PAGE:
Aug 26, 2010

World of Diets Weighs in on My Diva Diet!

world of diets A Diet Review Encyclopedia

The My Diva Diet creates a lot of anticipation. A diet book written by a retired body builder with several prestigious titles including Ms Fitness San Diego 1993 is going to deliver a mighty punch! Has author Christine Lakatos lived up to her promise of delivering a ‘Woman’s Last Diet Book’? Read on to find out.

Lakatos’ book builds on what she has learnt training female clients for fitness and weight loss. In the beginning of the book, she explains her simple philosophy for the diet program. According to her, women take their fitness and weight loss cues from the wrong people. This prevents them from attaining their weight loss goals. She illustrates using characters like ‘fitness superheroes’, ‘diet villains’ and so on. All along, the author provides effective ‘Diva quotes’ to drive home important principles and nutritional guidelines.

According to Lakatos, women must follow these guidelines to lose weight and become healthy:
  1. Adequate liquid consumption
  2. Appropriate quantity and distribution of calories
  3. High quality of calories to be taken in
  4. Balanced food intake
  5. Exercise
The diet is divided into 2 phases. The first phase is the reduction phase which lasts for 3-10 weeks. At this time, dieters must consume between 1,200 to 1,300 calories a day. 35% of these calories must be derived from protein, 45% from carbohydrates and 20% fat. Fiber must be had with every meal. Desserts are to be avoided.

The second phase is the maintenance phase, where dieters are allowed to consume 1400-1600 calories daily. Of these, 20-35% may be from protein, 45-65% from carbs and 20-30% from fat.

In both phases, women who are highly active may adjust their calories upwards.

Dieters may take in 5 small meals a day. All processed foods must be avoided. Natural and organic foods are recommended. The author also stipulates that all food taken in must be kosher.

The My Diva Diet plan allows a cheat meal after the first 2 weeks of phase 1. A cheat sheet mentions acceptable foods and serving sizes. In the maintenance phase too, cheating is allowed once a week although dieters may cheat once or twice every month in addition to this.

Not surprisingly, exercise is an important part of the diet plan. Recommended exercises include cardiovascular conditioning, strength training, balance training, corrective exercises and functional training.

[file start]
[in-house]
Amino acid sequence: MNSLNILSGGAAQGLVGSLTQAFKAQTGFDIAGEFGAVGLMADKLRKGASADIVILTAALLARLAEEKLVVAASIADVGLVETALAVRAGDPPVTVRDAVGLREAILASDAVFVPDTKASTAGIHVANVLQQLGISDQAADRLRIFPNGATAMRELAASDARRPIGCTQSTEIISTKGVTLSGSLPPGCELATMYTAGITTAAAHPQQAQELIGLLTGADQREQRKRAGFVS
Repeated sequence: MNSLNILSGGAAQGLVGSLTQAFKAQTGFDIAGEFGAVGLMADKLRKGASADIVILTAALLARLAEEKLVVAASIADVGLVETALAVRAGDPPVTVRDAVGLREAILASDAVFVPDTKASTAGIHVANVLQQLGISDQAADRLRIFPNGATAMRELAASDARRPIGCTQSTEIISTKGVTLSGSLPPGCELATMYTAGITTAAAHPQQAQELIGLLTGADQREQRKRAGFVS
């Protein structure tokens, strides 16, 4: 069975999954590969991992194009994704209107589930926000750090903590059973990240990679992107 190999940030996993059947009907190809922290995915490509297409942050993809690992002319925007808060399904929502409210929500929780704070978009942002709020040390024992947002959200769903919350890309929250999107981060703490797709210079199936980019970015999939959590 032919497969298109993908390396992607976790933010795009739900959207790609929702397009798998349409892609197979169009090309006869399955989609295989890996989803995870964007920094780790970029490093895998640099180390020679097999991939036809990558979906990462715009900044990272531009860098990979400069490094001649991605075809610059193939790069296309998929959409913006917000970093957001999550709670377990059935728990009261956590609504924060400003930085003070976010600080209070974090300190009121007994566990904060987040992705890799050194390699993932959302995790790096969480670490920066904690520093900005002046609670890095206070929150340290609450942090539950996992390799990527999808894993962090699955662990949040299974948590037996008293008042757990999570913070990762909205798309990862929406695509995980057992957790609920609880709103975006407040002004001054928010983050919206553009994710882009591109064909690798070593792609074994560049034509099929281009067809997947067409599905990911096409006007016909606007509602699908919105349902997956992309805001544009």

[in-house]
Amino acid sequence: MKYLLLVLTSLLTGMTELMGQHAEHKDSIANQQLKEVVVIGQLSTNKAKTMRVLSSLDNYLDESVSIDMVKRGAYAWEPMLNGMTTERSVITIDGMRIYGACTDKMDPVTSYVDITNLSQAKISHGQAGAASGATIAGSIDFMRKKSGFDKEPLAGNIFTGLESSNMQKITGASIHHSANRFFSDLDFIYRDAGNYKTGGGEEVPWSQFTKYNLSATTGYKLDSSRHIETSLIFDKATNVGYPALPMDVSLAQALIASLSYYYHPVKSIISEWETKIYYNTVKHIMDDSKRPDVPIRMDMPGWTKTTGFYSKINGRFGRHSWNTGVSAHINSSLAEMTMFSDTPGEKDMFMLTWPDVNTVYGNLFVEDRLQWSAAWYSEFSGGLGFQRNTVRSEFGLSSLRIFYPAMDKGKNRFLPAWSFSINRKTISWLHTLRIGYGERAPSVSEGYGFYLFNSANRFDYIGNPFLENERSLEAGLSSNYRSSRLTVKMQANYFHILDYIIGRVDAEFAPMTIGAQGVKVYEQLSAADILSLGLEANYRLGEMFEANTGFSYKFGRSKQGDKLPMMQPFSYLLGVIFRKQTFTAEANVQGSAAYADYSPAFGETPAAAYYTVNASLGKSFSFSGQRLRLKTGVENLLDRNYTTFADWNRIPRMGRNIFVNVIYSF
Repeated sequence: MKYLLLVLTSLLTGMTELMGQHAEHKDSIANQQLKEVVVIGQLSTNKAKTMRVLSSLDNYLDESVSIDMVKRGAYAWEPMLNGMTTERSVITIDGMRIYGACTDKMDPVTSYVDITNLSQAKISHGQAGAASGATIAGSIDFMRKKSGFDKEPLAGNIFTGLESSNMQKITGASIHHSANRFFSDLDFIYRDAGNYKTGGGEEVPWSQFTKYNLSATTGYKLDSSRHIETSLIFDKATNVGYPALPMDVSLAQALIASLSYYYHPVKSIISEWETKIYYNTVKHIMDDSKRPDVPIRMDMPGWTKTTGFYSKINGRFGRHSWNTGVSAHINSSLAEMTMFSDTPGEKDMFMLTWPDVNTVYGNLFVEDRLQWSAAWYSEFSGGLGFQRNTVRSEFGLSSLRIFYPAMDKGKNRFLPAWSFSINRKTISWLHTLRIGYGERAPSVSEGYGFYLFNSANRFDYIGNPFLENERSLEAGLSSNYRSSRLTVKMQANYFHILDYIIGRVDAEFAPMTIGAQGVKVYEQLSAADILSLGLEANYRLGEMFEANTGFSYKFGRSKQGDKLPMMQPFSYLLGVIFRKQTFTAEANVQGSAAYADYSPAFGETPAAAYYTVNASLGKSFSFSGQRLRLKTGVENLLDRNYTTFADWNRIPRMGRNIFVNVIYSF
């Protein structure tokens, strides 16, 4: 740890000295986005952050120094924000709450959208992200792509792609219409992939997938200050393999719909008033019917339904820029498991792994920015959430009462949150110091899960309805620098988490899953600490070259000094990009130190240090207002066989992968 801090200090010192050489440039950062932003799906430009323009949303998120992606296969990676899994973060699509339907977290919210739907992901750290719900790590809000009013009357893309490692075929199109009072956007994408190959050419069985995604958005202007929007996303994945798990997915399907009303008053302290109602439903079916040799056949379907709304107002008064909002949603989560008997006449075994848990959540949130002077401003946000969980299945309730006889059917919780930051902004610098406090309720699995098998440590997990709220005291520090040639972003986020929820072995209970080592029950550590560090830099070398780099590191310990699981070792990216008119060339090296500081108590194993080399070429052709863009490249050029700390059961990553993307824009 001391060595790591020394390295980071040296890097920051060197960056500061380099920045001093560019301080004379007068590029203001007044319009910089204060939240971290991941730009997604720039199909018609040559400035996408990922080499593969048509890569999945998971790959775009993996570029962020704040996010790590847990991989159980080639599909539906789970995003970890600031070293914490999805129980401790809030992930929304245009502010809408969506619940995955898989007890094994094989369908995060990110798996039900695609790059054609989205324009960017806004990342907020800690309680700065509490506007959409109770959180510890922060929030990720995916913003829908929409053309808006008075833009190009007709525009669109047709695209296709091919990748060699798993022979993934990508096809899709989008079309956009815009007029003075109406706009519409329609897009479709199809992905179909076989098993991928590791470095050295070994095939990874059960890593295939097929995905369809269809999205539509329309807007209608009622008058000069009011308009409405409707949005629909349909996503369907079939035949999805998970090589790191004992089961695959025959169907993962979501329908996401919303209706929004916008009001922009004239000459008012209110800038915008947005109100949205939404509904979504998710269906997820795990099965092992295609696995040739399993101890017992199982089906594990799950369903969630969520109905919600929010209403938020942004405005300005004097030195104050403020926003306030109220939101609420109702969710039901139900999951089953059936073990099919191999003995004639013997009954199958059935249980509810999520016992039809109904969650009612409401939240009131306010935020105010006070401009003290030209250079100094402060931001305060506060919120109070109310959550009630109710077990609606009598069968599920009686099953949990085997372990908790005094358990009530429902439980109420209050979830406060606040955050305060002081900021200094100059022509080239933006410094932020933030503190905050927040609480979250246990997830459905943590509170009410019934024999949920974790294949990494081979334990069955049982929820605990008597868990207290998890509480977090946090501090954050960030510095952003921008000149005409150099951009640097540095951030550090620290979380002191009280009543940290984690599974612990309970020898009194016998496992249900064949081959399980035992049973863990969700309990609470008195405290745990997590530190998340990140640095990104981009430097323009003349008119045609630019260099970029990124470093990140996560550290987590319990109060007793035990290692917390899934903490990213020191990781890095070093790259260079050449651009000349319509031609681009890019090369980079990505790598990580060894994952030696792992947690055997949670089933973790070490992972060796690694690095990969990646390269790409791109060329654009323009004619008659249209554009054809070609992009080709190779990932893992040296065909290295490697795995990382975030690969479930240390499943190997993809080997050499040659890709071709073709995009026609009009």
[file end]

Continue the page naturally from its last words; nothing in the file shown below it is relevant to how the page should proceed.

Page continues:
My Diva Diet: A Review

This diet plan is exclusively for women. It is based on a number of healthy principles and the author asks followers to alter their lifestyle so that they can become healthy and slim.

  • Healthy eating based on scientific principles
  • Not a quick-fix approach
  • Contains a maintenance phase
  • 7 different ways are suggested to follow the program
  • Provides clear guidelines for portion control
  • Includes recipes and menu plans
  • Also throws light on the psychological factors of weight loss
  • Comes straight from the mouth of an expert

  • Diet plan is for women only.
  • Fairly restrictive
  • Recommends the intake of foods that are kosher so it may not appeal to non-Jewish readers.
  • Dieters may have difficulty eating out during Phase 1.

In Conclusion

The My Diva Diet is an excellent diet plan that focuses on all the right things. However, some parts of it may seem a little impractical, like eating organic foods. If dieters are willing to overlook these rather small issues, they can benefit from a great diet plan.

World of Diets does a great job of reviewing my diet book and fits right in with our other Expert Reviews. Thanks to them and let me explain the "kosher" thing...

I advocate "kosher meats" due to the fact that these animals are free of disease and are slaughtered more humanely –– thus it makes for a healthier food choice and a "fitter" conscience. Pork is not recommended due to it toxicity. And being selective with seafood is due to the fact that some pass pollutants to humans.

For those of you who are not "hip" to the kosher part of my book, you may like the My Diva Diet: Compact Version, where I use the term "animal friendly."

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